Tattoo Apprenticeships: How To Get One? Are They Paid? How Do You Pick A Mentor? - Everything You Need To Know

Written by: Pete

A tattoo apprenticeship is the first step you take towards a career in tattooing. Through an apprenticeship, you learn about this artisanal trade, you learn about the hygienic and ethical requirements for the practice, and you get to put a gun to real skin for the first time. But the road to get there isn’t easy, and it’s often unpaid.

Related: How To Open A Tattoo Shop

Are Tattoo Apprenticeships Paid?

Tattoo Apprenticeship

Unfortunately, the reality is that most tattoo apprenticeships are not paid, and you will likely have to search out additional avenues of income while you are training. Consider it like college or trades school; you don’t get paid to attend and gain your certification in your department.

Despite this, it is one of the best avenues to build your career in the tattooing industry. No matter what you do, don’t think you can just buy a tattoo kit and begin your journey on your own. This is not recommended, and is not respected in the industry.

Will You Have to Pay Tuition?

When you are apprenticing, you are working under a mentor. This mentor usually has a decade or more of experience under their belt, and offering their time to teach you usually requires a fee. Tuition for an apprenticeship is similar to any other schooling, and could range in cost from $5,000 to upwards of $10,000. The fee depends on the artist, their skill level, and their notoriety in the industry.

Some states offer apprenticeship alternatives such as tattoo schools. These are state licensed educational schools that can last between one to two years time, and require no previous tattooing experience in order to attend. These can range in cost as well, but are generally more expensive than an apprenticeship.

The benefit of attending a tattoo school is that some state laws do not allow you to tattoo on skin in an apprenticeship until you have earned certification and licensing in understanding blood-borne pathogens and infectious diseases; a tattoo school provides you with that certification.

Tuition is intended to weed out apprentices who are not dedicated to the craft and to developing their practice and skills. Like any schooling, paying a tuition confirms your commitment to the program and demonstrates that you value learning the craft in a professional manner.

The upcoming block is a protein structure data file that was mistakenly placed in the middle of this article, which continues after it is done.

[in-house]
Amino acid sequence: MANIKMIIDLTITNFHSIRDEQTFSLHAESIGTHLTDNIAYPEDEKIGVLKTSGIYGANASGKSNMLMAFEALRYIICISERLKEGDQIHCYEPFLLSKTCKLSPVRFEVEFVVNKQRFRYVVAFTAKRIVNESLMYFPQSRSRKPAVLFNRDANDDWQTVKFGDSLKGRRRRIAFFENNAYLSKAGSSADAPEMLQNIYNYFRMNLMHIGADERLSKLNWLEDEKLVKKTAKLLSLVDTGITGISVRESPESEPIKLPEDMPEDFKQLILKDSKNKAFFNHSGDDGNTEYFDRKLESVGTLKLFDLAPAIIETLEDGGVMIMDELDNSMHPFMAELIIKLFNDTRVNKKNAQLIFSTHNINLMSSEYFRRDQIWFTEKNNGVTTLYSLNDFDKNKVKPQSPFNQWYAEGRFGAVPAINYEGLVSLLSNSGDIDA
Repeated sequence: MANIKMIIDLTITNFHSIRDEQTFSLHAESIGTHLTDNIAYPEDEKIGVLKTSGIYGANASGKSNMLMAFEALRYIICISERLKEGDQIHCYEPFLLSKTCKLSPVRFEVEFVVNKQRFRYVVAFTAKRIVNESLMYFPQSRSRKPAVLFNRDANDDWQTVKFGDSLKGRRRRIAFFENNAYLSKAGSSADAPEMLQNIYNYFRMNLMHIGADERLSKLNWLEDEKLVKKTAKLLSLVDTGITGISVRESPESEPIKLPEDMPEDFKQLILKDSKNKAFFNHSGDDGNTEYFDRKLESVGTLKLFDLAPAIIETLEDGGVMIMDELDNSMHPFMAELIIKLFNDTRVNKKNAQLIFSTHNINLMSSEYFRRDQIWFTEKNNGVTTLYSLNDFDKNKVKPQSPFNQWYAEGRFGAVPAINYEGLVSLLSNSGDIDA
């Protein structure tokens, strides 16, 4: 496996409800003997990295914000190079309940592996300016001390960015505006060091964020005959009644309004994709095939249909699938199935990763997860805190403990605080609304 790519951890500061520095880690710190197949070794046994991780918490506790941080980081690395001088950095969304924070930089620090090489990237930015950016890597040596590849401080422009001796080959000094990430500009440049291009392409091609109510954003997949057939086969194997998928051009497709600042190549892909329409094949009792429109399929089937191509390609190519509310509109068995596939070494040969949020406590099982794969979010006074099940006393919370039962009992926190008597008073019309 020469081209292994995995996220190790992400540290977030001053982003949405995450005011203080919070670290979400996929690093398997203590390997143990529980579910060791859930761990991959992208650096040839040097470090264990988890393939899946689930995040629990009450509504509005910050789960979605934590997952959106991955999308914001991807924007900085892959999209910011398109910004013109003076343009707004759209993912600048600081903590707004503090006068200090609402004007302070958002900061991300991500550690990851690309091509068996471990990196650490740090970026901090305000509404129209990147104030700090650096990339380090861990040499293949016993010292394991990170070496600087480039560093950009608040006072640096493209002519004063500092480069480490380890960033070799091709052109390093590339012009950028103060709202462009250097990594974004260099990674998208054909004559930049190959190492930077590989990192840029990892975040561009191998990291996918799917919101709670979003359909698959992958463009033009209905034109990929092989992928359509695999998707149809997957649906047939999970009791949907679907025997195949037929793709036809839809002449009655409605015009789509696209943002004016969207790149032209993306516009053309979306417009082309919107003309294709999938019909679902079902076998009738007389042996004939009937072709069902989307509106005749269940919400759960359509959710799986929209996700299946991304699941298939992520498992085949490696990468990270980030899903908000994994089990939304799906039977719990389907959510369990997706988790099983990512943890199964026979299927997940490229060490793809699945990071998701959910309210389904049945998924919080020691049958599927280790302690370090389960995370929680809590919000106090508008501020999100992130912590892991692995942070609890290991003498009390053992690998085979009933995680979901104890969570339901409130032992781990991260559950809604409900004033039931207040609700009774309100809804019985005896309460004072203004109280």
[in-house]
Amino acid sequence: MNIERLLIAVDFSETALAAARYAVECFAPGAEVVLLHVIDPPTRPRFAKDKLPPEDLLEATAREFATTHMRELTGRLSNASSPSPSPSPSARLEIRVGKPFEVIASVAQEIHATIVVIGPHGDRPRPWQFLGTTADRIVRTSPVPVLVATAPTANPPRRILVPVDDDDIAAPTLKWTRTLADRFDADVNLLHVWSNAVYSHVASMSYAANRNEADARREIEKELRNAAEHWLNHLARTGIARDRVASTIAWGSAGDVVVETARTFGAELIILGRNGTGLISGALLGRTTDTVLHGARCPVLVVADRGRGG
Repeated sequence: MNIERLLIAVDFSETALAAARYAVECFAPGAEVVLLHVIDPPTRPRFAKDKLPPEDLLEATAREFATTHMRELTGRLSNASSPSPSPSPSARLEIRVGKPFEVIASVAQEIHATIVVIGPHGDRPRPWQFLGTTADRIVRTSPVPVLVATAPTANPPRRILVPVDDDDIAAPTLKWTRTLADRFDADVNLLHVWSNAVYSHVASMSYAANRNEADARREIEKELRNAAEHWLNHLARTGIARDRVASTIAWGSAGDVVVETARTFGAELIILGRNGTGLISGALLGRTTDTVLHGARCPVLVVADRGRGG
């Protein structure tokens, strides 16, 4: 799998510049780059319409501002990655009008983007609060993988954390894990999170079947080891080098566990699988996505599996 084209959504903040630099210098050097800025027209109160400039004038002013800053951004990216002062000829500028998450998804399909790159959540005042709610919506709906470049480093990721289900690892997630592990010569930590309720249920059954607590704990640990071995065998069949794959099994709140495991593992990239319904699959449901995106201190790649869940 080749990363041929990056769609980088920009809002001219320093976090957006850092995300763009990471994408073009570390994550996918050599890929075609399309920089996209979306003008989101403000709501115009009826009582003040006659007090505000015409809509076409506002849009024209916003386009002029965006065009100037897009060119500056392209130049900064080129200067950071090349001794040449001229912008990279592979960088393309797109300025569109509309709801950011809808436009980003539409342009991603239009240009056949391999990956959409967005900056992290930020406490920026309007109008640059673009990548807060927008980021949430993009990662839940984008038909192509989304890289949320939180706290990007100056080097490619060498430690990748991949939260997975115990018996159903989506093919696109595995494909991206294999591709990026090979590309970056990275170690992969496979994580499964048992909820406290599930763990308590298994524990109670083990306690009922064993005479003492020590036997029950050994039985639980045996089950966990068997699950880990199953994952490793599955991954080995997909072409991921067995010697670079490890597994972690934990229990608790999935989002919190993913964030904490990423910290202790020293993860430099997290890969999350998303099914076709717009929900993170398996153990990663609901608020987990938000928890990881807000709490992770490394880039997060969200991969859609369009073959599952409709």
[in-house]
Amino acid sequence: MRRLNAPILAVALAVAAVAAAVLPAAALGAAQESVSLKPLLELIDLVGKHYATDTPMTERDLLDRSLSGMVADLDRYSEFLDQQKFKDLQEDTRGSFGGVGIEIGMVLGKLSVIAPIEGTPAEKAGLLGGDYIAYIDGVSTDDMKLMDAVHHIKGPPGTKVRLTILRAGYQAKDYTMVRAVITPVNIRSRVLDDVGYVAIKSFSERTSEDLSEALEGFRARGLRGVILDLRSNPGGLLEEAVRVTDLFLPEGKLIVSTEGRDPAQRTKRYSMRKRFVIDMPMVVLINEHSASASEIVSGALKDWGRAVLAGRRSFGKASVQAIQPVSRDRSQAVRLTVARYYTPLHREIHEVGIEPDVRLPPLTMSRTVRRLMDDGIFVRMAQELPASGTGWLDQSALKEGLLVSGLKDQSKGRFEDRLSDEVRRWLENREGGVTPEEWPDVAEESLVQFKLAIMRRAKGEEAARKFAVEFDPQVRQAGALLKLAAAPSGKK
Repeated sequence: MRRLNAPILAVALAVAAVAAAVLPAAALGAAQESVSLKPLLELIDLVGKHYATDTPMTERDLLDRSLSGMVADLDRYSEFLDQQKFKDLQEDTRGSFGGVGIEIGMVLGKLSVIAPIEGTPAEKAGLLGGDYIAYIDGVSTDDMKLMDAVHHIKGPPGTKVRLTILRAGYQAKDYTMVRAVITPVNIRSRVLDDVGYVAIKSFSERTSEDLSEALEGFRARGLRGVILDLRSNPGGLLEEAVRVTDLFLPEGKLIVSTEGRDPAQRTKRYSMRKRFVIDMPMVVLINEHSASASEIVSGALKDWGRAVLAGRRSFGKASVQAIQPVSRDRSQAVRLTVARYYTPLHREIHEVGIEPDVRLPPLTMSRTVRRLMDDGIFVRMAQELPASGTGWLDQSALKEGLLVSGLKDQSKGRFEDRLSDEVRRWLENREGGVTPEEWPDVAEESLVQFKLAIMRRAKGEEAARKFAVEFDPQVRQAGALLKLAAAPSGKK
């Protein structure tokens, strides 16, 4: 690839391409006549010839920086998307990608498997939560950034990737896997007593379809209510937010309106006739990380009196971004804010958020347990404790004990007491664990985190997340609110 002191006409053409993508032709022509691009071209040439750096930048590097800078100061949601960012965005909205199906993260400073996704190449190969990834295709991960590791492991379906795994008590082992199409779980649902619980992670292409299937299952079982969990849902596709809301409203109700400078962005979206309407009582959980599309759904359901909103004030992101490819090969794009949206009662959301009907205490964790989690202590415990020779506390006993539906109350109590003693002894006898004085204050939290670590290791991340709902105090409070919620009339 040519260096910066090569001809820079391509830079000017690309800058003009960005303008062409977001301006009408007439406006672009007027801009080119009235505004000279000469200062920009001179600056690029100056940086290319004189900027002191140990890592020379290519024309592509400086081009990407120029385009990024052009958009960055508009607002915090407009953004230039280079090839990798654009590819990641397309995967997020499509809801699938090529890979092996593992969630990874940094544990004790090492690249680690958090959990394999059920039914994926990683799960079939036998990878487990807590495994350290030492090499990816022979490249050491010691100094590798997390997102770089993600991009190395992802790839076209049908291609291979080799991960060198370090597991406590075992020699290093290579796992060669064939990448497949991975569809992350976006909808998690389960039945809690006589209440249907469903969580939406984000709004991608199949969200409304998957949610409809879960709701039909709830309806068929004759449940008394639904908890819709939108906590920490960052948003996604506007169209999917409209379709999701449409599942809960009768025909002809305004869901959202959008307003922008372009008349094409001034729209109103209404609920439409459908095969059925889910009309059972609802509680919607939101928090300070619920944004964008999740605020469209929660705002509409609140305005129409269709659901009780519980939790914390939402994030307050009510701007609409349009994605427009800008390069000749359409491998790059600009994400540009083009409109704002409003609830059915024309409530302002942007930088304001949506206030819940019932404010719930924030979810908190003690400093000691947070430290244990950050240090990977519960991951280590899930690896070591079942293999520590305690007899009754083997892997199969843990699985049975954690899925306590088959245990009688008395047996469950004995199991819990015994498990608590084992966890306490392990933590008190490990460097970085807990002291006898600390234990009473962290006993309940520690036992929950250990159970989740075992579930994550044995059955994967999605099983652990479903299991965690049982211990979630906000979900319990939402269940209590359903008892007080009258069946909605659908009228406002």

Is There Any Chance of Getting Paid as an Apprentice?

Depending on your skill level, you may be lucky enough to find a mentor who does not charge you for their lessons, but this is exceptionally rare. It is far better to find a shop with an exceptional reputation and an artist with immense skill if you truly wish to build your knowledge, and that will likely cost a tuition fee.

Sometimes tattoo shops will hire the apprentice for part-time shop work such as managing bookings, cleaning the shop, or organizing files. This would be paid work that could help cover the cost of your apprenticeship.

Can I Just Learn to Tattoo on My Own?

This is not only dangerous for yourself but it’s dangerous for others, as well. This industry, like every other artisanal craft, deserves the respect and dedication to learning the trade carefully and under the guidance of a professional.

Buying a kit, learning to tattoo on your own, and then proceeding to tattoo others could cause:

  • Scarring to yourself or to others
  • Putting yourself at risk to disease and unsterile conditions
  • Opening yourself up to being sued by others
  • Breaking laws against legal tattooing licensing
  • Forming a bad reputation in the industry that prevents you from getting a job

How Do I Get a Tattoo Apprenticeship?

We have a few suggestions that will help you acquire a tattoo apprenticeship that will be most beneficial to you when you enter the industry as a professional.

  • Research the Trade - Prior to diving into being an artist, you should do significant research on the industry. Read all the books, magazines, web articles (we’ve got you covered, there!), and case studies on everything from tattooing, to tattooing health and safety, to apprenticeship practices, to aftercare, etc.. Showing your potential mentor that you are not only interested in the industry but are well-versed in it demonstrates your dedication.
  • Put Together a Portfolio - If you are wanting to get into tattooing, that means you are likely an artist and have a sense of style for your work. Put together a collection of your best art pieces that will demonstrate your skill level with working with your hands.